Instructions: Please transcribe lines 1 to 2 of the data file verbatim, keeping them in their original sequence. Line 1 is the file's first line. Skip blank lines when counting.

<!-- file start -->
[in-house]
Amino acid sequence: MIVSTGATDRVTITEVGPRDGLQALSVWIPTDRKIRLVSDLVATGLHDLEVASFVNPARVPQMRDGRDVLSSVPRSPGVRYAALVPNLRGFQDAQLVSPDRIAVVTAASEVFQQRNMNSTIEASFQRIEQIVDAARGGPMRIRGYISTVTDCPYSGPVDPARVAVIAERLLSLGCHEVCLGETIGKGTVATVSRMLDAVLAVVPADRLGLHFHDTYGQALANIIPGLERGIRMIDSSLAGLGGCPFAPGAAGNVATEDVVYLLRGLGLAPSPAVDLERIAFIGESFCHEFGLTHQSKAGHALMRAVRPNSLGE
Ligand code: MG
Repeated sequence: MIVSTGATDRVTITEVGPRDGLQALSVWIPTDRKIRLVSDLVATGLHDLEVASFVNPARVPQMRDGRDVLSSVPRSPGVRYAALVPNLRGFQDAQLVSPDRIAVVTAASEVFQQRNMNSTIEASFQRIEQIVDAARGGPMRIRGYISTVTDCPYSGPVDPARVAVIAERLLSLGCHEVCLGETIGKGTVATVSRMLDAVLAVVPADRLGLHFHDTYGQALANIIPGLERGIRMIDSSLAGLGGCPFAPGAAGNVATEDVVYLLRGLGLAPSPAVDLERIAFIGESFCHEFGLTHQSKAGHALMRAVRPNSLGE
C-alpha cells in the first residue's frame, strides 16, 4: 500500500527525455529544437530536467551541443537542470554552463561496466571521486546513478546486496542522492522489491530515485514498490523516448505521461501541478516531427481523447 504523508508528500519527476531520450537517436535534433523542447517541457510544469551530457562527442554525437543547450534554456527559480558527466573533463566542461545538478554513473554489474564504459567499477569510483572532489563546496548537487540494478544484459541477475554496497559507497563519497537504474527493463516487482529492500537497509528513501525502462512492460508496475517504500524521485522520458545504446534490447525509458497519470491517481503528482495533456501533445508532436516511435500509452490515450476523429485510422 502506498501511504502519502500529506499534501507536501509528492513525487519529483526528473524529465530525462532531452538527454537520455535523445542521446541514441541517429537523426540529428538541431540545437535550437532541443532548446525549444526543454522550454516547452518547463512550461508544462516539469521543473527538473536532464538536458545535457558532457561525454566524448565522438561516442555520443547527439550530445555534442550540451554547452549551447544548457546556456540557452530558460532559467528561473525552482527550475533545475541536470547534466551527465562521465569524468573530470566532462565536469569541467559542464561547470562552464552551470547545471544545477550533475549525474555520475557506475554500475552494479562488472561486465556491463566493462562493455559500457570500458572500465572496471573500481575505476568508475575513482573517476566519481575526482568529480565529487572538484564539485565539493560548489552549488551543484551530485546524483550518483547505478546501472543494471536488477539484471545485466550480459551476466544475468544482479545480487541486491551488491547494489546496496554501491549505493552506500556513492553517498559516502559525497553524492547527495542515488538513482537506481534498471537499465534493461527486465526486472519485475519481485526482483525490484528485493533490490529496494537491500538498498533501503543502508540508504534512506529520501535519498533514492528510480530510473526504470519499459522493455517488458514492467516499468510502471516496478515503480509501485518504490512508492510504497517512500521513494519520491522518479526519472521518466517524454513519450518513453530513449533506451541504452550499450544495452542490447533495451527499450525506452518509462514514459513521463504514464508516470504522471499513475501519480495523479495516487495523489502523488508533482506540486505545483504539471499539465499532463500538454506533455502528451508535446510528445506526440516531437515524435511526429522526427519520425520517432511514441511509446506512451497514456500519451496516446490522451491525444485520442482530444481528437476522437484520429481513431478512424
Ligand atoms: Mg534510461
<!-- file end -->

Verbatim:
[in-house]
Amino acid sequence: MIVSTGATDRVTITEVGPRDGLQALSVWIPTDRKIRLVSDLVATGLHDLEVASFVNPARVPQMRDGRDVLSSVPRSPGVRYAALVPNLRGFQDAQLVSPDRIAVVTAASEVFQQRNMNSTIEASFQRIEQIVDAARGGPMRIRGYISTVTDCPYSGPVDPARVAVIAERLLSLGCHEVCLGETIGKGTVATVSRMLDAVLAVVPADRLGLHFHDTYGQALANIIPGLERGIRMIDSSLAGLGGCPFAPGAAGNVATEDVVYLLRGLGLAPSPAVDLERIAFIGESFCHEFGLTHQSKAGHALMRAVRPNSLGE